If you think you’re not paying the price for workplace bullying just because you’re not directly involved, think again.  It is estimated that workplace bullying costs business and industry roughly $250 million every year.  When workers are bullied, businesses lose through poor employee performance, sick leave, firings, resignations, retraining, and being on the wrong end of a lawsuit.  Businesses aren’t going to be the nice guy and eat those costs.  They pass them on to you the consumer, in higher prices, and they pass them on to you the employee, in lower pay and higher health insurance premiums.

But the toll I’m here to talk about is the personal one.  It’s the toll every target has felt, and it’s the toll none of should be willing to let a fellow human being be weighed with, not if we believe we live in a civilized society.  Targets have lost everything from their self-esteem to their health, careers, children, marriages, retirement funds, and even their lives.  When more than half of us will deal with such poison at some time in our careers, we have to decide that it is unacceptable and call it out when we see it.

I moved from Nevada, my home state of more than 40 years, to embark on what promised to be a new life and a wonderful new career with a high-end law firm in Seattle.  You know what they say about promises.  I unpacked the moving van, ironed my first-day-to-work skirt, and stepped out of the elevator and into a nightmare.

Oh, my new boss was wonderful at first.  She was downright chirpy, thrilled with my skills and experience, waxing glorious about how from now on they would go to my home state to find competent staff.  In hindsight, that should have been a warning right there.  She was behaving exactly as abusive spouses do:  in love at first blush until they’ve “got” you, and then their true selves come out of hiding when they believe you are well and truly snared.

The first couple of weeks were pretty good.  There was an immediate glitch when she realized I didn’t have the intricate knowledge of one software program that she had assumed I had.  She had never asked, and I had never thought to mention it.  Who lists what they can’t do on a resume?  We agreed that it wouldn’t be a problem.  We were both sure that I’d pick it up quickly.  (After I moved on to an environment where I was able to think straight, I did indeed pick it up quickly.)  But then other things started to be wrong.  She’d have little snippy moods.  She made critical remarks that stung, until I convinced myself I was overstressed and taking them the wrong way.  I started having trouble sleeping.  I was suffering from culture shock, moving to a posh big-city office from a hometown law practice in a rural area with five stoplights.  Where I’d come from the tallest building was the three-story Holiday Inn; here I got vertigo merely looking up at the skyscrapers.  It was a huge adjustment for me.  But Seattle is a beautiful city and I was excited to be here, eager to get settled in and find my groove.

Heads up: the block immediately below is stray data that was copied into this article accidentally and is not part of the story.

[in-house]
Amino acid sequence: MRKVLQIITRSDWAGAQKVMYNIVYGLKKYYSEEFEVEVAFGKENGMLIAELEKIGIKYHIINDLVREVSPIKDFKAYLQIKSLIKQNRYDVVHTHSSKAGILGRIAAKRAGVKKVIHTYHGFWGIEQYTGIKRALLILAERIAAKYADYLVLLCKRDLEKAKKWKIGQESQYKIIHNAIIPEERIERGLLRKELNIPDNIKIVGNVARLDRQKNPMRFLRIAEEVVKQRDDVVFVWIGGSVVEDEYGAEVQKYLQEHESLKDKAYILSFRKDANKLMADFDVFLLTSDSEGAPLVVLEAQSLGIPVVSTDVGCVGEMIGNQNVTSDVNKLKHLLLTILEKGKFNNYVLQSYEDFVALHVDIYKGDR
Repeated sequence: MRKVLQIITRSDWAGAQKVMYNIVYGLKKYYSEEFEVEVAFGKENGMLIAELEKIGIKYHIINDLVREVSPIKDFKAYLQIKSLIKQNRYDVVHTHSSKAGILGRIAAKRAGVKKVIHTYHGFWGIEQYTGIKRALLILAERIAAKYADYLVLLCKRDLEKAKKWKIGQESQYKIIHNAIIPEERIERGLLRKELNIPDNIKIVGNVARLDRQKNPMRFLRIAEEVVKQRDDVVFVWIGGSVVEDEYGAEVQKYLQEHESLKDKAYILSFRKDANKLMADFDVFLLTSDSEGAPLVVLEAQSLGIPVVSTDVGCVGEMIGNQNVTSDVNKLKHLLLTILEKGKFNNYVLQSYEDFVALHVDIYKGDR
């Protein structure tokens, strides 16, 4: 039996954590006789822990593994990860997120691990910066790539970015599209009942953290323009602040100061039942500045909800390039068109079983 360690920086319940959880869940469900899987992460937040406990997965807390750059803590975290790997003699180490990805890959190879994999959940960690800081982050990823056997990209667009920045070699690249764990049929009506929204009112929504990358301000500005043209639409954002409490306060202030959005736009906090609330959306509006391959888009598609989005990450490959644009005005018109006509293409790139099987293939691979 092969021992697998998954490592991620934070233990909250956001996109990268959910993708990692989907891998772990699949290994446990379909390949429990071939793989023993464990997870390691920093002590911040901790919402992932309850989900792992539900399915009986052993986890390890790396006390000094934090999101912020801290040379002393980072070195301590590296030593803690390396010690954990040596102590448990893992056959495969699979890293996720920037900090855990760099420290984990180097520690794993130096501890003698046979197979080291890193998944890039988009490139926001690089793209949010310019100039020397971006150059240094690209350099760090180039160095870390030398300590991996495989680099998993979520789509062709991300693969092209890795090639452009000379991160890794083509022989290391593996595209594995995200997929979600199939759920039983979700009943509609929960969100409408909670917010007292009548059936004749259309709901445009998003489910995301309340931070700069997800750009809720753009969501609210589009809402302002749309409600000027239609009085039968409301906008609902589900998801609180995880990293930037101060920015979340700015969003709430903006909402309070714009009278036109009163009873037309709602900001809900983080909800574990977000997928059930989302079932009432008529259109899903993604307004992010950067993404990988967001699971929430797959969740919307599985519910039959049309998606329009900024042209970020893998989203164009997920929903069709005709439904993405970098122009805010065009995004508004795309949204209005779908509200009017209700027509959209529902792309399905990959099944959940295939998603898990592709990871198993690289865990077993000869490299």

My own little movie: Horror in the Highrise.

I couldn’t seem to find that groove, though.  No matter how hard I tried, things got worse.  For every thing I mastered to my boss’ specifications, it seemed there were two others I did wrong.  I lived the 50-50-90 rule in that office, the rule that says if you have a 50-50 chance of choosing the right way to do something, there is a 90% probability you will chose wrong.  I got a withering glance that clearly said I was an idiot when I was figuring out the city’s system of buses and trains.  (I have never ended up at the wrong place or been late for an appointment.) I was given pointless, busywork tasks designed to humiliate and punish me for making an error.  “What exactly did you do at your other jobs?” she snotted at me once, when I had one too few spaces for a paragraph indent.  One space. When I overlooked sending the client a copy of some correspondence, I was shouted at.  A bookkeeper came in once a week, one of those whose perfume announces her arrival five minutes beforehand, and it made me terribly sick.  To allay the situation I suggested taking my lunch early on those days, and got eyes rolled at me in reply.  Rolling eyes was the standard response when I volunteered anything or offered input.